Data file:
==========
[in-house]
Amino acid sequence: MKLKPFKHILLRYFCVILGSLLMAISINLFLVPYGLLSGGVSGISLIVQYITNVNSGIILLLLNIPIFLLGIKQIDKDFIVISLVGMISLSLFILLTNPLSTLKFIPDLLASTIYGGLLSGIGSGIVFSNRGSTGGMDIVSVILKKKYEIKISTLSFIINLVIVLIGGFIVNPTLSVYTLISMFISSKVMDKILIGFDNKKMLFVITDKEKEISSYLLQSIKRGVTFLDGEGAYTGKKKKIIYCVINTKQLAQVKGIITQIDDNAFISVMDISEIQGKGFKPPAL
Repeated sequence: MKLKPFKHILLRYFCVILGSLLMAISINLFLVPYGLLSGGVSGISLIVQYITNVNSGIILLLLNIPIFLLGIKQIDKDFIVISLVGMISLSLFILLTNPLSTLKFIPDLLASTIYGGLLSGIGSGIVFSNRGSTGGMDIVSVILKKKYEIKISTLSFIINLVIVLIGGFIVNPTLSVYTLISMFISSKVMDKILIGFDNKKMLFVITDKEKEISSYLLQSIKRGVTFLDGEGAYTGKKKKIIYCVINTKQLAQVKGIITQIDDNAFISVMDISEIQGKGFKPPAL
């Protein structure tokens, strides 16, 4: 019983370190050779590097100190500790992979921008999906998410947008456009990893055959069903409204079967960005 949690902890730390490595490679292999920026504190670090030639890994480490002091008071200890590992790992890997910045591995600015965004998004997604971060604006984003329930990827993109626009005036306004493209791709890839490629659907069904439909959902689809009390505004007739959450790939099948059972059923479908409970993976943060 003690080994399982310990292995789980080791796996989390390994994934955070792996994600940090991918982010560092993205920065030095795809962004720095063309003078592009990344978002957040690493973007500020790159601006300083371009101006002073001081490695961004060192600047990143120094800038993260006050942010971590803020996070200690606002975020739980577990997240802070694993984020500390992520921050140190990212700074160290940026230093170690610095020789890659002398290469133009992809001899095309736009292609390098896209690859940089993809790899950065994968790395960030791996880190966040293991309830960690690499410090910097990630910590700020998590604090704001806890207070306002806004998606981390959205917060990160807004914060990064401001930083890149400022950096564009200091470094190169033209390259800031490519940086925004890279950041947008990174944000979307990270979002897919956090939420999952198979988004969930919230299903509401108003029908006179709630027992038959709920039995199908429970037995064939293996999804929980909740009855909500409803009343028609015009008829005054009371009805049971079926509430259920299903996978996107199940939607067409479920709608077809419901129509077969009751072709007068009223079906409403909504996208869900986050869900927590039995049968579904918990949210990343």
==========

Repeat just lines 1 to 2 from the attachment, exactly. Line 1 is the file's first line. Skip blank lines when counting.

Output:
[in-house]
Amino acid sequence: MKLKPFKHILLRYFCVILGSLLMAISINLFLVPYGLLSGGVSGISLIVQYITNVNSGIILLLLNIPIFLLGIKQIDKDFIVISLVGMISLSLFILLTNPLSTLKFIPDLLASTIYGGLLSGIGSGIVFSNRGSTGGMDIVSVILKKKYEIKISTLSFIINLVIVLIGGFIVNPTLSVYTLISMFISSKVMDKILIGFDNKKMLFVITDKEKEISSYLLQSIKRGVTFLDGEGAYTGKKKKIIYCVINTKQLAQVKGIITQIDDNAFISVMDISEIQGKGFKPPAL